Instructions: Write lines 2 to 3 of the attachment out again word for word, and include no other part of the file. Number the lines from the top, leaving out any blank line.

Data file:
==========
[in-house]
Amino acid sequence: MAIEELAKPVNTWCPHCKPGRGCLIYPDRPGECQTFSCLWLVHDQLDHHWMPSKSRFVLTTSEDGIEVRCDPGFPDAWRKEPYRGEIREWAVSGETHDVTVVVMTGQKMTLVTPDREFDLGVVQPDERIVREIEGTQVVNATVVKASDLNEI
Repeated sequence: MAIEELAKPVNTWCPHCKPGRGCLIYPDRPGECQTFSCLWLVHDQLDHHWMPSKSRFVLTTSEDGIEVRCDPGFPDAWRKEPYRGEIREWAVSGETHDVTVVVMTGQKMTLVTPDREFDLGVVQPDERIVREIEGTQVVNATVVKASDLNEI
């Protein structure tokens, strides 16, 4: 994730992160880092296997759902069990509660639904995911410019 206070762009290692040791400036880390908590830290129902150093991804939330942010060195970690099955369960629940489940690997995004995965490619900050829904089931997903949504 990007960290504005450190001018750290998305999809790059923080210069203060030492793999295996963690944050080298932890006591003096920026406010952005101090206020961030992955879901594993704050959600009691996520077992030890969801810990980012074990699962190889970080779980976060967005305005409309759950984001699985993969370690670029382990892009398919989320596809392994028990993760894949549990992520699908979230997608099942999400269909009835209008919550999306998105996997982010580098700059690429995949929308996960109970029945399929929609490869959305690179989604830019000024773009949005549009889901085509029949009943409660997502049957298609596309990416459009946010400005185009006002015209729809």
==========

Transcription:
Amino acid sequence: MAIEELAKPVNTWCPHCKPGRGCLIYPDRPGECQTFSCLWLVHDQLDHHWMPSKSRFVLTTSEDGIEVRCDPGFPDAWRKEPYRGEIREWAVSGETHDVTVVVMTGQKMTLVTPDREFDLGVVQPDERIVREIEGTQVVNATVVKASDLNEI
Repeated sequence: MAIEELAKPVNTWCPHCKPGRGCLIYPDRPGECQTFSCLWLVHDQLDHHWMPSKSRFVLTTSEDGIEVRCDPGFPDAWRKEPYRGEIREWAVSGETHDVTVVVMTGQKMTLVTPDREFDLGVVQPDERIVREIEGTQVVNATVVKASDLNEI